I shivered, as much from thought of old Arch, living wraithlike in the forest, surviving on the heat of his hatred, as from the cold that had come in with Jamie. He’d let his beard grow for warmth — all the men did in winter, on the mountain — and ice glimmered in his whiskers and frosted his brows.
“You look like Old Man Winter himself,” I whispered, bringing him a bowl of hot porridge.
“I feel like it,” he replied hoarsely. He passed the bowl under his nose, inhaling the steam and closing his eyes beatifically. “Pass the whisky, aye?”
“You’re proposing to pour it on your porridge? It’s got butter and salt on , already.” Nonetheless, I passed him the bottle from its shelf over the hearth.
“Nay, I’m going to thaw my wame enough to eat it. I’m solid ice from the neck down.”
Diana Gabaldon, An Echo in the Bone (Chapter 8 – Spring Thaw) Read More
An Echo in the Bone
I put down my cup and stared at him.
“You don’t mean you aren’t planning to go ho-to go back to the Ridge?” I had a sudden empty feeling in the pit of my stomach, remembering our plans for the New House, the smell of balsam fir, and the quiet of the mountains. Did he really mean to move to Boston or Philadelphia?
“No,” he said, surprised. “Of course we shall go back there. But if I mean to be in the printing trade, Sassenach, we shall need to be in a city for a time, no? Only ’til the war is over,” he said, encouraging.
“Oh,” I said in a small voice. “Yes. Of course.” I drank tea, not tasting it. How could I have been so stupid? I had never once thought that, of course, a printing press would be pointless on Fraser’s Ridge. In part, I supposed, I simply hadn’t really believed he would get his press back, let alone thought ahead to the logical conclusion if he did.
But now he had his Bonnie back, and the future had suddenly acquired a disagreeable solidity. Not that cities didn’t have considerable advantages, I told myself stoutly. I could finally acquire a decent set of medical instruments, replenish my medicines — why, I could even make penicillin and ether again! With a little better appetite, I took a Scotch egg.
Diana Gabaldon, An Echo in the Bone (Chapter 74 – Twenty-Twenty)
He passed the Free North Church and half-smiled at it, thinking of Mrs. Ogilvy and Mrs. MacNeil. They’d be back, he knew, if he didn’t do something about it. He knew their brand of determined kindliness. Dear God, if they heard that Bree had gone to work and — to their way of thinking — abandoned him with two small children, they’d be running shepherd’s pies and hot stovies out to him in relays. That mightn’t be such a bad thing, he thought, meditatively licking his lips — save that they’d stay to poke their noses into the workings of his household, and letting them into Brianna’s kitchen would be not merely playing with dynamite but deliberately throwing a bottle of nitroglycerin into the midst of his marriage.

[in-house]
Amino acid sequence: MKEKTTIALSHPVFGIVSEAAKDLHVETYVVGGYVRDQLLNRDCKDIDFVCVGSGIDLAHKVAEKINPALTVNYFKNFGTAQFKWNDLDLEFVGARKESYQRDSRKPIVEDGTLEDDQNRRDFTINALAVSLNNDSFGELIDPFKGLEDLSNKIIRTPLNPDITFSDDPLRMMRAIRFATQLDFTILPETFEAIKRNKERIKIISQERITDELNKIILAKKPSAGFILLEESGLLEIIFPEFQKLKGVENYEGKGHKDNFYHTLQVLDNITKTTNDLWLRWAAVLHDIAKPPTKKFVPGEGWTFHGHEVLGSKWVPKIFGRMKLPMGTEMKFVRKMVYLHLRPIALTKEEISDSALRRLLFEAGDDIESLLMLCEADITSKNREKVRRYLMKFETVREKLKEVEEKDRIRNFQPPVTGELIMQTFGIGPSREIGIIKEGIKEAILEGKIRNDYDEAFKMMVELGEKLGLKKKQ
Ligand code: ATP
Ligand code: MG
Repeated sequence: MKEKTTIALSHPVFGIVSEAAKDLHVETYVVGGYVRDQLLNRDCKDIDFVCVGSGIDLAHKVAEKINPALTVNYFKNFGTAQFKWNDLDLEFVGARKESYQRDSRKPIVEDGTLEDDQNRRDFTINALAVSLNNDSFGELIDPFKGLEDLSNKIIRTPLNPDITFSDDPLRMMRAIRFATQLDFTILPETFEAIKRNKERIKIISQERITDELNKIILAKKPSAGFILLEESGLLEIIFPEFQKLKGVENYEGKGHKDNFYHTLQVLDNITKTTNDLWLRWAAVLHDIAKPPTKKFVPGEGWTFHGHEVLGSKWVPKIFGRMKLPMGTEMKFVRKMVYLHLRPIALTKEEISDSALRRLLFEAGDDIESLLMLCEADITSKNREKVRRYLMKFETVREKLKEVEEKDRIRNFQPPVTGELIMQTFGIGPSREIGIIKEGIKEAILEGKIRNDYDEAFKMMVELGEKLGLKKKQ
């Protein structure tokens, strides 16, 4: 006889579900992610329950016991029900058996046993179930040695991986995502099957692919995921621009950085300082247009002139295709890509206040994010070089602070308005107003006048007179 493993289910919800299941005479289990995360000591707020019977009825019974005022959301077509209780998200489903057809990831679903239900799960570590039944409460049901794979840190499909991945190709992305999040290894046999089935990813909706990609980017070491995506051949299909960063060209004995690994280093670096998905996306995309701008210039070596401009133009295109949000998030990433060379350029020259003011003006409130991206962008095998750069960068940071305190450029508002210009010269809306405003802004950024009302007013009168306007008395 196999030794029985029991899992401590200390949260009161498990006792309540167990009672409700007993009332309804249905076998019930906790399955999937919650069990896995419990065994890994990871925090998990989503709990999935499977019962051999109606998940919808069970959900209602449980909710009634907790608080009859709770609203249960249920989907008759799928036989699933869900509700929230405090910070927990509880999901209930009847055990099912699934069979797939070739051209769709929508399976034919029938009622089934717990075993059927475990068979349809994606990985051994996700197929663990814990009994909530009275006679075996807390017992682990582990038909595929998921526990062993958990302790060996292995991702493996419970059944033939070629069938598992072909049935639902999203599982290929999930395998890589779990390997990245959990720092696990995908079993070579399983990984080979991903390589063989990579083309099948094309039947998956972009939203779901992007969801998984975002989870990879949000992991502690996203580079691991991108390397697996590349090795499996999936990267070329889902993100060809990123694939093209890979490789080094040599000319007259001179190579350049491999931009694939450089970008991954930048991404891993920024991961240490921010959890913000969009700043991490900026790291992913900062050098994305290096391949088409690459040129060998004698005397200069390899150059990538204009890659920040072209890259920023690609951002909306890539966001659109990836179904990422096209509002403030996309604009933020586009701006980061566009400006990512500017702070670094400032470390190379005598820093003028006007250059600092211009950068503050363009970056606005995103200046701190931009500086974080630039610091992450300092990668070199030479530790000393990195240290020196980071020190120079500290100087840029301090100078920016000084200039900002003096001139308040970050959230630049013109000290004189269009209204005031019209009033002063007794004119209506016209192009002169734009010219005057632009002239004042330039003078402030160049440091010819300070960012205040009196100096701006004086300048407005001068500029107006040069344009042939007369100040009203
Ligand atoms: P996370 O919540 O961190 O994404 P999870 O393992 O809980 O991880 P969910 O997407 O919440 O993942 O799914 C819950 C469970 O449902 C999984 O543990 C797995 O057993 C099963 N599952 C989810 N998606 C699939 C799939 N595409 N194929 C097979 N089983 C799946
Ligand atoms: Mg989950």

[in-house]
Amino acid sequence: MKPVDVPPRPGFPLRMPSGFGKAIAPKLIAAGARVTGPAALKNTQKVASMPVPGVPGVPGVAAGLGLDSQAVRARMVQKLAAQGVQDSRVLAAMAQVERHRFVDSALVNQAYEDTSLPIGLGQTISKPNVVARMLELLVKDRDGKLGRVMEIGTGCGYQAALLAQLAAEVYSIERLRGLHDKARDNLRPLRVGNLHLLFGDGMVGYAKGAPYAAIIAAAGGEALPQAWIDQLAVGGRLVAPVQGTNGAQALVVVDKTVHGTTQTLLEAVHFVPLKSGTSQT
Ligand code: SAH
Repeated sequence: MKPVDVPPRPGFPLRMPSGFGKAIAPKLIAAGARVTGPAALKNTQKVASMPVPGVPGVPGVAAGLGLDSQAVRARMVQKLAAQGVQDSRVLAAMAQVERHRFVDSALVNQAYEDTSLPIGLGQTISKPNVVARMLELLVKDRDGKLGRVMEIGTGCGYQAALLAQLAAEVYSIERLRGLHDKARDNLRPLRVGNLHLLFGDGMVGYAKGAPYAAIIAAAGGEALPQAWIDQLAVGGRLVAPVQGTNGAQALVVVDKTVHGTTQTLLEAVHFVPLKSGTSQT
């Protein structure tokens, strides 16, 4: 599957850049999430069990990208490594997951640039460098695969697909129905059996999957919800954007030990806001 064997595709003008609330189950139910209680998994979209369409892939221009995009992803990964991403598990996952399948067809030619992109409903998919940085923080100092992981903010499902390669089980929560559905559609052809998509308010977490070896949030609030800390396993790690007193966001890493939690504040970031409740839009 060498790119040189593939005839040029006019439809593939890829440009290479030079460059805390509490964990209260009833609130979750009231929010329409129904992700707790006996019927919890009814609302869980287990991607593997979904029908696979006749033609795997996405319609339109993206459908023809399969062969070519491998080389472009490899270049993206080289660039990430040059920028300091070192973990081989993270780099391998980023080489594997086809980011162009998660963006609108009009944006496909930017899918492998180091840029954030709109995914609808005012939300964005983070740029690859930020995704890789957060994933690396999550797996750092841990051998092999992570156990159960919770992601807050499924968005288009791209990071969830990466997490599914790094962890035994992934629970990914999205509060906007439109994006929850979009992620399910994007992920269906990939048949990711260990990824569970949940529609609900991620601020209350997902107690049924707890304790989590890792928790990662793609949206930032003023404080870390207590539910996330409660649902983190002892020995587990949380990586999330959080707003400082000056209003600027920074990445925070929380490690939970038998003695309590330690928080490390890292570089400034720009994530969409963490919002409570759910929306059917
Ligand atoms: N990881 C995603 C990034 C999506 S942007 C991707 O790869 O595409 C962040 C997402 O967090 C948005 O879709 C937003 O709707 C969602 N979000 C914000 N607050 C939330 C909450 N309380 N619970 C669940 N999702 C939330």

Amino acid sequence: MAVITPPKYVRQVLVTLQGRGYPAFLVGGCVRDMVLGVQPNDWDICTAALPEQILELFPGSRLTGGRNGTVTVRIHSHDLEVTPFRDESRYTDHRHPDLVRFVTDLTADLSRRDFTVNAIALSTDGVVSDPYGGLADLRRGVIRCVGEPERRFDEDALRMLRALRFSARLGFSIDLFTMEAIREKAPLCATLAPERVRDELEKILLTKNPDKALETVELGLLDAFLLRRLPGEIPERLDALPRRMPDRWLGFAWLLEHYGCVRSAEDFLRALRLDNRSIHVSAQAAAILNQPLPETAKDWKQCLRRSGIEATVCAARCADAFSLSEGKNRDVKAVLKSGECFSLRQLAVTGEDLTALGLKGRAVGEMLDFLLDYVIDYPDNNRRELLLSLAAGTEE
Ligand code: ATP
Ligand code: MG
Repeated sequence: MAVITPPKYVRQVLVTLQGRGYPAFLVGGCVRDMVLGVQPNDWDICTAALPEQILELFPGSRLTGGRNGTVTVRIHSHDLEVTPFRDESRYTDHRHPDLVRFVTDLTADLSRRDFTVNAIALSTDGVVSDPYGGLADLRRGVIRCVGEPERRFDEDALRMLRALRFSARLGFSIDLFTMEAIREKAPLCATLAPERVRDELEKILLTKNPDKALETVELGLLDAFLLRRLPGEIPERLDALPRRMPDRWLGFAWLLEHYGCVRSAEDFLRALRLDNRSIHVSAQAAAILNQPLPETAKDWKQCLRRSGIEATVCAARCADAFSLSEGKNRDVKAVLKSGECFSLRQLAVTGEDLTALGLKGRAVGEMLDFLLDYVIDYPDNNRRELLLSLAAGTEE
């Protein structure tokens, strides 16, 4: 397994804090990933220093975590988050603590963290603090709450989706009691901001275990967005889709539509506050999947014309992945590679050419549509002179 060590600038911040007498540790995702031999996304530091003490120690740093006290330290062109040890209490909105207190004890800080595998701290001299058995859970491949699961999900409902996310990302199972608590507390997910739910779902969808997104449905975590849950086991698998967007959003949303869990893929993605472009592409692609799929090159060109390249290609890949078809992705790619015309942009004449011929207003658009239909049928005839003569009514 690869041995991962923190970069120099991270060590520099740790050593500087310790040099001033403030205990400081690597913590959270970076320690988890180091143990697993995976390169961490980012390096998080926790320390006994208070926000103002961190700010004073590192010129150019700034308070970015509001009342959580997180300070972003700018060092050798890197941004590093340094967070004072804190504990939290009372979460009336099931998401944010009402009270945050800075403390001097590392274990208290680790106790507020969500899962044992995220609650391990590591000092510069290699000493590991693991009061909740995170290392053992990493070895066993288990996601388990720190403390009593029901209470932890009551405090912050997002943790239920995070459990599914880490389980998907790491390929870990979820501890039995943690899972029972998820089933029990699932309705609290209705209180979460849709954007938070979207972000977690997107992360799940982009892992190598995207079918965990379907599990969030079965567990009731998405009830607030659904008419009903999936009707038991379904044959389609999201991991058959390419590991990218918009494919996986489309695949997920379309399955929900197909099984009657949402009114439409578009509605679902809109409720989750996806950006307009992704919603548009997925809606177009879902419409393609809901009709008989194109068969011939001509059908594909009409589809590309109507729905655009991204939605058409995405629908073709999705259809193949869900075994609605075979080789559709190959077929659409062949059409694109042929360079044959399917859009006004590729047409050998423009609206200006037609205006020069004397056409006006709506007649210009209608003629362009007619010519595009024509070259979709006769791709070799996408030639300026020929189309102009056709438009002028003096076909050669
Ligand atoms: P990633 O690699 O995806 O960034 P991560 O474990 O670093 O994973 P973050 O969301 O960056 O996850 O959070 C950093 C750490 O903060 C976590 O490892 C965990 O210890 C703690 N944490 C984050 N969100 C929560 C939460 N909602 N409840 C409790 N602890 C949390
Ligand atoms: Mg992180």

“Catholics don’t believe in divorce,” Bree had informed him once. “We do believe in murder. There’s always Confession, after all.”
Diana Gabaldon, An Echo in the Bone (Chapter 16 – Unarmed Conflict)
The pandemonium grew worse. There were bangs from two or three pistols, and Rollo dropped writhing to the ground with a yelp. Colonel Martin jerked back, cursing and clutching his injured wrist, and Jamie drew back and punched him in the belly. Ian was already rushing toward Rollo; Jamie grabbed the dog by two legs, and, between them, they made off into the darkness, followed my Rachel and me.
We made it to the edge of the wood, heaving and gasping, and I fell at once to my knees beside Rollo, feeling frantically over the huge shaggy body, hunting for the wound, for damage.
“He’s not dead,” I panted. “Shoulder…broken.”
“Oh, God,” Ian said, and I felt him turn to glance in the direction from which pursuit was surely headed. “Oh, Jesus.” I heard the tears in his voice, and he reached to his belt for his knife.
“What are you doing?” I exclaimed. “He can be healed!”
“They’ll kill him,” he said, savage. “If I’m no there to stop them, they’ll kill him! Better I do it.”
“I –” Jamie began, but Rachel Hunter forestalled him, falling to her knees and grabbing Rollo by the scruff.
“I’ll mind thy dog for thee,” she said, breathless but certain. “Run!”
He took one last despairing look at her, then at Rollo. And he ran.
Diana Gabaldon, An Echo in the Bone, Chap 68
SHE WAS SMALLER than I had remembered, and thinner, her hair with a little more gray in it though still darkly vibrant — but the deep-blue-cat-eyes were just the same, as was the natural air of command she shared with her brother.
“Leave the horses,” she said briskly, wiping her eyes on the corner of her apron. “I’ll have one o’ the lads take care of them. Ye’ll be frozen and starving — take off your things and come into the parlor.” She glanced at me, with a brief look of curiosity and something else I couldn’t interpret — but didn’t met my eyes directly or say more than “Come,” as she led the way to the parlor.
The house smelled familiar but strange, steeped in peat smoke and the scent of cooking; someone had just baked bread, and the yeasty smell floated down the hall from the kitchen. The hall itself was nearly as cold as the outdoors; all the rooms had their doors closed tight to keep in the heat from their fires, and a welcome wave of warmth eddied out when she opened the door to the parlor, turning to pull Ian in first.
Diana Gabaldon, An Echo in the Bone, Chapter 76